Sunday, December 21, 2008

Why Christmas is only one option on the festive smorgasboard, other religions are available

Right now, everyone has this pre-Christmas anxiety and sense that 'everything has to be perfect' la la la.

Well, not *everyone* cos anyone reading this clearly has time on their hands. Or at least a spare 5 minutes to wait before the mince pies are ready or the Morecombe & Wise Christmas Special repeat is on ITV3.

But really, some people do get fritzed out about Xmas: they don't have those suicide hotlines on the telly at Christmas for nothing.

I've said it before and I'll say it again.

(Sometimes*) Christmas = suffering.

It's also lots of happiness and hopefully a nice new Raleigh bike, if Santa's feeling generous, but we'll just have to wait until Christmas morning, won't we?

But my point about drunken tramps from Lapland or Scotland still holds. None of the tramps hangin round the city centre are Asian. There are no Muslim, Hindu, Buddhist or Hare Krishna tramps sleeping rough in city centre Manchester tonight.

As far as I know. So unscientifically speaking (talking bollocks, you might want to call it) Christmas might be to blame.

Obviously, I have no proof, but I bet the other winterish religious events are a bit less stressful and involve less sprouts. Although obviously, being an agnostic - I'm not really sure about anything.

How about Pagans?

The Winter Solstice. Hurrah! The nights are getting incrementally shorter. Already and it's only December! Let's have a big fire, stare up at the sky, wander round in a big robe and sacrifice a goat. Or a butternut squash if you're a vegetarian. Hurrah. Fairly simple all that. Could involve driving to Stonehenge and staying up late, so it's not all fun and games. No, hang on, it pretty much is all fun and games.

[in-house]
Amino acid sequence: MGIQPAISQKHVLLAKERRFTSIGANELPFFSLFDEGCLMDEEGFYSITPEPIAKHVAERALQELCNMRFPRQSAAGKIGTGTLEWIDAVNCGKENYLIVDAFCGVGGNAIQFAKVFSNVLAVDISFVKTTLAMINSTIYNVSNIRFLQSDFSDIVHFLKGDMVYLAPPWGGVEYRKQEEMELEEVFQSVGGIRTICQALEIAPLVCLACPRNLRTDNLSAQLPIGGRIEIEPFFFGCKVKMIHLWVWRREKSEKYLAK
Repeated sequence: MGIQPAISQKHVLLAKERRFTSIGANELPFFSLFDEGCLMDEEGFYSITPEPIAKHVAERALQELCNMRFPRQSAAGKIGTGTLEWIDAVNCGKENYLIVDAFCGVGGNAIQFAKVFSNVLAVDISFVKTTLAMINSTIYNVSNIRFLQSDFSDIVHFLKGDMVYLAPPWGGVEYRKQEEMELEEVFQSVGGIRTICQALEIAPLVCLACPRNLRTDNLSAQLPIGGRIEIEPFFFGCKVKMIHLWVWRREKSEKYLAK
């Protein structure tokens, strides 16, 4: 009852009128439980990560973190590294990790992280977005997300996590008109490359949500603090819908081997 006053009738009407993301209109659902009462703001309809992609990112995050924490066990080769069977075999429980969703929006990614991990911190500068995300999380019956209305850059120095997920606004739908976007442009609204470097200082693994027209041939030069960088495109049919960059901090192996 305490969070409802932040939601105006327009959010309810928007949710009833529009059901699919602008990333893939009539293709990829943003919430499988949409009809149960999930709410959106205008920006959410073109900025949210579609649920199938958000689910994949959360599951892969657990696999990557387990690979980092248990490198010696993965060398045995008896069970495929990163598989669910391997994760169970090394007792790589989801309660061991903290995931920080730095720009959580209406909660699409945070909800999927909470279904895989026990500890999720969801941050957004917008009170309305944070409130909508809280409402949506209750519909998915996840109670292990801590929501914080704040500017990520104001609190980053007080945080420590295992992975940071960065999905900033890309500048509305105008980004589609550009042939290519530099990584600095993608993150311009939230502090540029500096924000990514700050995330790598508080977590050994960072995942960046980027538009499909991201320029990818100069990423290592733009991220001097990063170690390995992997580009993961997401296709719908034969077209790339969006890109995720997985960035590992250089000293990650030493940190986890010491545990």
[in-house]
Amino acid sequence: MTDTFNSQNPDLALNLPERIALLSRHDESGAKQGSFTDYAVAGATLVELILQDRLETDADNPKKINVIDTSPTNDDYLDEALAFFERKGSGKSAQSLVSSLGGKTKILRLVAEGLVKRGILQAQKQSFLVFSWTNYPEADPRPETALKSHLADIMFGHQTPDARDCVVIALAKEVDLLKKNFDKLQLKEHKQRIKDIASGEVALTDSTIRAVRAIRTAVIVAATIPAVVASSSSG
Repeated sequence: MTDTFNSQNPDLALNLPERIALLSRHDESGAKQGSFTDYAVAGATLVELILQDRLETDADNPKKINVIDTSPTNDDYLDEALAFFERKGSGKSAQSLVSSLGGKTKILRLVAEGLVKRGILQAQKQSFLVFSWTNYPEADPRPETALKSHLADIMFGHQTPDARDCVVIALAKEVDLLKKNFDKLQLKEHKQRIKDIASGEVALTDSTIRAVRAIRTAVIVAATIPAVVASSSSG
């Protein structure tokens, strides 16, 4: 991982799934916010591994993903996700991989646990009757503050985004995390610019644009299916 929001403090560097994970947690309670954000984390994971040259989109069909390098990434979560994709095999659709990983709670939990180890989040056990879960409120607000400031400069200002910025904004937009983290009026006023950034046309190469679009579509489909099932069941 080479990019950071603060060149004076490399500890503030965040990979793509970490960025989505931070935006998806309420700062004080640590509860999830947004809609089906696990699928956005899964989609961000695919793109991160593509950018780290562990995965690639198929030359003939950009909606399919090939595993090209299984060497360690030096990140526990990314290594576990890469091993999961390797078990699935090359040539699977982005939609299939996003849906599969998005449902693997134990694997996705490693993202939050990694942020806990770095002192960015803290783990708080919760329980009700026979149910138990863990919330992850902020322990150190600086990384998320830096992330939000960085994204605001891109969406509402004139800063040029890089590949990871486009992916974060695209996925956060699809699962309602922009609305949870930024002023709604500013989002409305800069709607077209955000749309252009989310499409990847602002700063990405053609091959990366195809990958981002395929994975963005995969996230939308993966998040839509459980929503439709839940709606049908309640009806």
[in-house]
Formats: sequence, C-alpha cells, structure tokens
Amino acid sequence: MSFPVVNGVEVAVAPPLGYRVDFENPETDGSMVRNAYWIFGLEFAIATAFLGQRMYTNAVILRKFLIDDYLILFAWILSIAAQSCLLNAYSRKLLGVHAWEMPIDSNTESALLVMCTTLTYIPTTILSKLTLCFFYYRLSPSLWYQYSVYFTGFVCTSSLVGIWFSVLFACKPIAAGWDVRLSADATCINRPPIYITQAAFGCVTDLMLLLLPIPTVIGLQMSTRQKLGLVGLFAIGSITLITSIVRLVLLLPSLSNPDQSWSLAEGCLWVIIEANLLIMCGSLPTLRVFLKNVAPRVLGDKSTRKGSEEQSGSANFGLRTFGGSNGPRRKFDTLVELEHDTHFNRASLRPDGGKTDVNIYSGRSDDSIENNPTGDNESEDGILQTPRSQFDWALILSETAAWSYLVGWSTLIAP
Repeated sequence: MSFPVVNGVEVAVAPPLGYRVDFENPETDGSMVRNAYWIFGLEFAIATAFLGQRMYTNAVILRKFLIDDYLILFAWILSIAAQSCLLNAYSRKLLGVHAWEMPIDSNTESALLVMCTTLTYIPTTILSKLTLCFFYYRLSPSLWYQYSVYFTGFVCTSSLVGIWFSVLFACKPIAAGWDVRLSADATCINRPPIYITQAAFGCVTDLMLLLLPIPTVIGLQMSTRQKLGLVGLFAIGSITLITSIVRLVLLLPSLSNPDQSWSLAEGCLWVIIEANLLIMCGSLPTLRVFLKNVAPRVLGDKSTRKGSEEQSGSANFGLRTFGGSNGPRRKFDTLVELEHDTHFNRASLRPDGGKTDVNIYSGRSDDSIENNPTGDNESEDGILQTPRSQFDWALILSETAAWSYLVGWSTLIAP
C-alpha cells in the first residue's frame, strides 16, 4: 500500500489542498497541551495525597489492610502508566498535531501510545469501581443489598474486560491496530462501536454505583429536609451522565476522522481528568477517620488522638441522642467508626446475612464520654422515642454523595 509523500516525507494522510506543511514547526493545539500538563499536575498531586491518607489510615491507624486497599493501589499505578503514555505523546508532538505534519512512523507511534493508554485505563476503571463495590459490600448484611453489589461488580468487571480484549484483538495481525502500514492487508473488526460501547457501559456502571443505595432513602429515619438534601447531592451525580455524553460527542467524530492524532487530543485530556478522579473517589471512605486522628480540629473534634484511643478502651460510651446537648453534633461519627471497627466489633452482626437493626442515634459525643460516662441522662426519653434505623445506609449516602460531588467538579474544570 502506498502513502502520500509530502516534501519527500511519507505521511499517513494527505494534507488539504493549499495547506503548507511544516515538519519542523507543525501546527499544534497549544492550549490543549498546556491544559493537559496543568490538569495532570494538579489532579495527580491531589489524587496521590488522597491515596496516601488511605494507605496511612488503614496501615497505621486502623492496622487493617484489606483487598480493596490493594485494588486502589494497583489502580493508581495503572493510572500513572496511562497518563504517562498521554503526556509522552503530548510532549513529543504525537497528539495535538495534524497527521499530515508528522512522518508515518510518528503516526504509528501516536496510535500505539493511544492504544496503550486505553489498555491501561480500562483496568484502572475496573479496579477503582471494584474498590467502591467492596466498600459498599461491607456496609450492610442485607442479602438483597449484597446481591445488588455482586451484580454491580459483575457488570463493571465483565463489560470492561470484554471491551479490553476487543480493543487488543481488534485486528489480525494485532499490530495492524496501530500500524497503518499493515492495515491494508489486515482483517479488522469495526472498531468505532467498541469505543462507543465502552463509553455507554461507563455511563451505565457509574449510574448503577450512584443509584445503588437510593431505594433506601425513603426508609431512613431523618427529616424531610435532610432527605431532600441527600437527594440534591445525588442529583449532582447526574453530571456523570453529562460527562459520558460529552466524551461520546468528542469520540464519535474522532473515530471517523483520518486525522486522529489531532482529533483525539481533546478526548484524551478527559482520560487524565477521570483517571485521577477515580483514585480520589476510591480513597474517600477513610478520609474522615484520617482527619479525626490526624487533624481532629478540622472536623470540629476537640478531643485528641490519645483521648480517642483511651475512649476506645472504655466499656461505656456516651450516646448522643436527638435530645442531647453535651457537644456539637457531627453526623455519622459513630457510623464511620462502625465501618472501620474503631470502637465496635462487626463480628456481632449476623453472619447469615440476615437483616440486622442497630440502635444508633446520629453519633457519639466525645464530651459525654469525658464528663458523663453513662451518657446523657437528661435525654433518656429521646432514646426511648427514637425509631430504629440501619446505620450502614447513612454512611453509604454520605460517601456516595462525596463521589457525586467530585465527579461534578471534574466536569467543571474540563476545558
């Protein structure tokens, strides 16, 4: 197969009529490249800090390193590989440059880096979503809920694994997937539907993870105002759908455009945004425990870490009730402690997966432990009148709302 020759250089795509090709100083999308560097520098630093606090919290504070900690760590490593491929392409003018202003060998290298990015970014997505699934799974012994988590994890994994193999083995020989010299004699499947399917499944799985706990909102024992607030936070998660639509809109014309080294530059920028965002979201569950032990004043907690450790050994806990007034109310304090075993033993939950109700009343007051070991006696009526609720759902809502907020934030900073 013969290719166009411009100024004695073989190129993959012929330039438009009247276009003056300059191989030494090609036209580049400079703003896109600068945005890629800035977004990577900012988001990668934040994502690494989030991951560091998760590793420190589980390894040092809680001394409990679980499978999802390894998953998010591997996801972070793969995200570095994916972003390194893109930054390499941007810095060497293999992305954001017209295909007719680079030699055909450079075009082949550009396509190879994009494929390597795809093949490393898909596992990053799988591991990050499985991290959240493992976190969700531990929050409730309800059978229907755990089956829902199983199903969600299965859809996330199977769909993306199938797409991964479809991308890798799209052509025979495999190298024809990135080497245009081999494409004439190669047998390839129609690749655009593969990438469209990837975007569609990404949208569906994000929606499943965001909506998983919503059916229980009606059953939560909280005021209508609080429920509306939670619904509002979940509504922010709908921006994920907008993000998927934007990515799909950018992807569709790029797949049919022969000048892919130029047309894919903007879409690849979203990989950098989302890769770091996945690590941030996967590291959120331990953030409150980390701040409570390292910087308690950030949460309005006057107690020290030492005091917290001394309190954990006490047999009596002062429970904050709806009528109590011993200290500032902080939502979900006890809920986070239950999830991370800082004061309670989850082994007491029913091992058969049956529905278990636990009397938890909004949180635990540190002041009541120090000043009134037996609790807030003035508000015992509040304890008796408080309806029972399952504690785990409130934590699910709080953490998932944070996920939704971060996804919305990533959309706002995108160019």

There is the worship bit, but obviously, I'm not really qualified for commenting on that. Apart from that it's bonfires, roasted goats, dancing in robes, Stonehenge: sorted.

Verdict: more fun than Christmas; less sprouts and gravy.

How about Muslims?

Their big religious event of the winter period is Ramadan. And that is really easy to cater for - let's do a shopping list for the family during Ramadan:

breakfast....... Ummmm, nothing

lunch .... Yeah, i was thinking, maybe, nothing?

High-tea ..... Prayer. Nowt to eat, cheers.

dinner time........ Eh? We're fasting, hello? And it's not sundown yet, so, no thanks.

eveningtide.......... Listen we're all so hungry and fainting we could eat a horse.

Shopping list: no sprouts. Lots of dates for energy after sundown. And ummm anything, just anything, we're just so hungry we'll eat anything. Just no sprouts, thanks.

Compare that with the Christian festival of Lent. What do Christians do during the 40 days of Lent? Give up chocolate? How about give up eating and drinking for 16 hours a day - now that's devotion my friends.

So on balance, I'd say, probably not the easy option. Though you do get Eid at the end of it which is a reet big knees up - with obviously lots of eating.

Verdict: much harder than Lent.